Points are won in a variety of ways, including keeping advantageous positions in mount over an extended period of time.
There are also submission-only rulesets in Jiu Jitsu, where the only way to win is to submit.
Uniforms For Judo And BJJ
Practitioners of Brazilian Jiu-jitsu don a BJJ uniform with belt to symbolize their rank.
The uniform in Judo varies based on your level (dan).
There are seven levels of difficulty, varying between beginner (kyu) and advanced (kyu) (dan).
Judo gis should be blue or white with no patchwork, however jiu jitsu gis could be any colour as long as it supports IBJJF guidelines.
Patches on gis are worn by several jiu jitsu practitioners to symbolize their schools, sponsors, or teachers.
This is permitted in BJJ provided the patching is IBJJF-approved, while many other events have more permissive restrictions.
Which Is The Best Option For Me?
BJJ and judo have their own set of strengths and flaws, but they are both excellent for self-defense.
These activities prepare students for high-octane situations and help them to surrender, control, and defeat their opponents.
However, if you’re looking for something expressly for self-defense, BJJ is the way to go.
In real battle, Judo is very reliant on regulations and has constraints, but BJJ is more liberating.
Judo practitioners train completely in kimono, making the transition to street clothes more difficult than for a BJJ expert who also practices no-gi.
Furthermore, from the top and bottom positions, a BJJ expert has more offence and defense techniques.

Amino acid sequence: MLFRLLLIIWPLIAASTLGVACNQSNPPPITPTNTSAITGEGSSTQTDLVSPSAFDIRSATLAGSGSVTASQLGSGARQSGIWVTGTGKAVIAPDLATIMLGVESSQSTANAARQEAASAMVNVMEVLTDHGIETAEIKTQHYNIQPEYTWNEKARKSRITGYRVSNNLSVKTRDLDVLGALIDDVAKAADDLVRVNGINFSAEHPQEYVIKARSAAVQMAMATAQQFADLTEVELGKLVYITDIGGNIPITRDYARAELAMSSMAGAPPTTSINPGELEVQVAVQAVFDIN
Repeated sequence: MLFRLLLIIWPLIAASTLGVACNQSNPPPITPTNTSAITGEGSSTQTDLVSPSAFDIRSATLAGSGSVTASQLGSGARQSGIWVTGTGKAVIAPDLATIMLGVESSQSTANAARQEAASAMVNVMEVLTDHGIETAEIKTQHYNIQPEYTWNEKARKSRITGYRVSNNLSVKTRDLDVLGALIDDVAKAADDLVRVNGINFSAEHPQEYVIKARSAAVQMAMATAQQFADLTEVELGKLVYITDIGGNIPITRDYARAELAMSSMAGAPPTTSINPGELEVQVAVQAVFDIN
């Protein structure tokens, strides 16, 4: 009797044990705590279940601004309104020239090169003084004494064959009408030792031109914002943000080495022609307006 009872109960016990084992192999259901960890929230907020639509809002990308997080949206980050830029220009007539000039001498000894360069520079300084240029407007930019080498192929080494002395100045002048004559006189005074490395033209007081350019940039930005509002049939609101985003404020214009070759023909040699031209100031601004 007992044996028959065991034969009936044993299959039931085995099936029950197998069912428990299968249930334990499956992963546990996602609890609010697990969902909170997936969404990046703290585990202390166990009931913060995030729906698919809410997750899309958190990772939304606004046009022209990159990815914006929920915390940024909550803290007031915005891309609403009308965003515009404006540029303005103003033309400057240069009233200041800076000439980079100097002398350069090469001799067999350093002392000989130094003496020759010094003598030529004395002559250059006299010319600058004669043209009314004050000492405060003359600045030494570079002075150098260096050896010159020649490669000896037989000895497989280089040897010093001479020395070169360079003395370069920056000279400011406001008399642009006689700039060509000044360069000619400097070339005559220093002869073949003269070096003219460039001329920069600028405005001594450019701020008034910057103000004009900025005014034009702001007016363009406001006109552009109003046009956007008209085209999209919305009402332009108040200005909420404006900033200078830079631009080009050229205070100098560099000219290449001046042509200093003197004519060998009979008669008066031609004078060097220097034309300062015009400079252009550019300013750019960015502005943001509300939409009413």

Judo and BJJ have a significant advantage over striking arts in that they can spar 100 times more frequently, bringing training closer to actual life.
Is It Possible To Learn Both BJJ And Judo Simultaneously?
Yes, because Judo and BJJ share common ancestors, you can study both at the same time.
Tosses are learned at an intermediate level in BJJ, so you can practice them in Judo and apply them in BJJ, impressing your opponent.
However, mastering both disciplines at the same pace would necessitate a full-time training program. BJJ is the greatest choice if you want to compete frequently or study martial arts for self-defense.
Judo will be your only option if you are totally focused on competing in the Olympics.
So, which martial art is better for you? Judo or Brazilian Jiu Jitsu?
If you’re not sure how to answer that question because you like the idea of both, there’s a simple answer: learn both martial arts!
To strengthen their takedown skills, some Jiu Jitsu experts also study Judo.
Similarly, judo players can strengthen their grappling skills by studying Jiu-Jitsu, as they will surely have to use their ground combat and submitting skills.
Now that you’ve learned the fundamentals of both trades, it’s time to embark on your adventure.
BJJ and judo are both wonderful places to start if you’re interested in competing or simply learning martial arts for self-defense.
Knowing the fundamentals of self-defense makes sense in today’s world.